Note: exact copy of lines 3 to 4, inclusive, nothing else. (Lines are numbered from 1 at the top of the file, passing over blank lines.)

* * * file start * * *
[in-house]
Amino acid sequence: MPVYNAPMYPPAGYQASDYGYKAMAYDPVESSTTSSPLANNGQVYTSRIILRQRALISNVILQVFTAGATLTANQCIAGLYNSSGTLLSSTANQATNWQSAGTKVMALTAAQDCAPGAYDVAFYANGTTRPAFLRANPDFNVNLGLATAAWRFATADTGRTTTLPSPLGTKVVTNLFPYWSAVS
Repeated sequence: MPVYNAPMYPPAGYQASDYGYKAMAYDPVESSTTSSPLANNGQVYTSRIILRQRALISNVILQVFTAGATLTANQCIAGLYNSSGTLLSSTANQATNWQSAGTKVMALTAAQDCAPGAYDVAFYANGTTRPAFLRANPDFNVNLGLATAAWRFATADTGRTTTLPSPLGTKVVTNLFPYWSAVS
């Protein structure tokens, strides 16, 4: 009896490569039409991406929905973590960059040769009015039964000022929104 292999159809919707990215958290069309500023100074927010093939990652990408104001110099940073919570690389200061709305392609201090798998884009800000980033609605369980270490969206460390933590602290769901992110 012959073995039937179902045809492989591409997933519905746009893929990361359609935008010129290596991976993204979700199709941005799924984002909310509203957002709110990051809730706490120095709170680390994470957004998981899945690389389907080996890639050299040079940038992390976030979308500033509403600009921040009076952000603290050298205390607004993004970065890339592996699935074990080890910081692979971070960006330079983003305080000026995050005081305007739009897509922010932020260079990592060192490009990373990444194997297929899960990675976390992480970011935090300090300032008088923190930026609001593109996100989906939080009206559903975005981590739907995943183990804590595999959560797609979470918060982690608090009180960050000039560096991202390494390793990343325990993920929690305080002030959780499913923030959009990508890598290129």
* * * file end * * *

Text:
Repeated sequence: MPVYNAPMYPPAGYQASDYGYKAMAYDPVESSTTSSPLANNGQVYTSRIILRQRALISNVILQVFTAGATLTANQCIAGLYNSSGTLLSSTANQATNWQSAGTKVMALTAAQDCAPGAYDVAFYANGTTRPAFLRANPDFNVNLGLATAAWRFATADTGRTTTLPSPLGTKVVTNLFPYWSAVS
């Protein structure tokens, strides 16, 4: 009896490569039409991406929905973590960059040769009015039964000022929104 292999159809919707990215958290069309500023100074927010093939990652990408104001110099940073919570690389200061709305392609201090798998884009800000980033609605369980270490969206460390933590602290769901992110 012959073995039937179902045809492989591409997933519905746009893929990361359609935008010129290596991976993204979700199709941005799924984002909310509203957002709110990051809730706490120095709170680390994470957004998981899945690389389907080996890639050299040079940038992390976030979308500033509403600009921040009076952000603290050298205390607004993004970065890339592996699935074990080890910081692979971070960006330079983003305080000026995050005081305007739009897509922010932020260079990592060192490009990373990444194997297929899960990675976390992480970011935090300090300032008088923190930026609001593109996100989906939080009206559903975005981590739907995943183990804590595999959560797609979470918060982690608090009180960050000039560096991202390494390793990343325990993920929690305080002030959780499913923030959009990508890598290129």